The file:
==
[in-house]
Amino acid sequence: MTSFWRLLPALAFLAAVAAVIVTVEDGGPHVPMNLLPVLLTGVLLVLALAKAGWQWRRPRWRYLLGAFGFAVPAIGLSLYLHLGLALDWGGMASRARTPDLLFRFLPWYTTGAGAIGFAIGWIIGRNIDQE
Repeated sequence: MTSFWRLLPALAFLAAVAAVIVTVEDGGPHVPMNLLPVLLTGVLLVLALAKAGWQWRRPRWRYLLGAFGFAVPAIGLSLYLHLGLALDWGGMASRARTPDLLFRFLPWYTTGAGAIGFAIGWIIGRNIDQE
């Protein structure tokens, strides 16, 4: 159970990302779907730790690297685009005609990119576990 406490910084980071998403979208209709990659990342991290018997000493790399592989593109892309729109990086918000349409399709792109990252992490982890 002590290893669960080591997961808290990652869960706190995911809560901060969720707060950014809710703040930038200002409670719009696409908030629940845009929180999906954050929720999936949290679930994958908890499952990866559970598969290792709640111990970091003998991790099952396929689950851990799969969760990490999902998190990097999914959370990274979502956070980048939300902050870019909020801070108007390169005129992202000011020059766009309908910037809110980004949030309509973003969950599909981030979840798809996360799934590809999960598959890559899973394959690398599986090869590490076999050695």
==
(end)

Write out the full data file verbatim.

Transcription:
[in-house]
Amino acid sequence: MTSFWRLLPALAFLAAVAAVIVTVEDGGPHVPMNLLPVLLTGVLLVLALAKAGWQWRRPRWRYLLGAFGFAVPAIGLSLYLHLGLALDWGGMASRARTPDLLFRFLPWYTTGAGAIGFAIGWIIGRNIDQE
Repeated sequence: MTSFWRLLPALAFLAAVAAVIVTVEDGGPHVPMNLLPVLLTGVLLVLALAKAGWQWRRPRWRYLLGAFGFAVPAIGLSLYLHLGLALDWGGMASRARTPDLLFRFLPWYTTGAGAIGFAIGWIIGRNIDQE
């Protein structure tokens, strides 16, 4: 159970990302779907730790690297685009005609990119576990 406490910084980071998403979208209709990659990342991290018997000493790399592989593109892309729109990086918000349409399709792109990252992490982890 002590290893669960080591997961808290990652869960706190995911809560901060969720707060950014809710703040930038200002409670719009696409908030629940845009929180999906954050929720999936949290679930994958908890499952990866559970598969290792709640111990970091003998991790099952396929689950851990799969969760990490999902998190990097999914959370990274979502956070980048939300902050870019909020801070108007390169005129992202000011020059766009309908910037809110980004949030309509973003969950599909981030979840798809996360799934590809999960598959890559899973394959690398599986090869590490076999050695």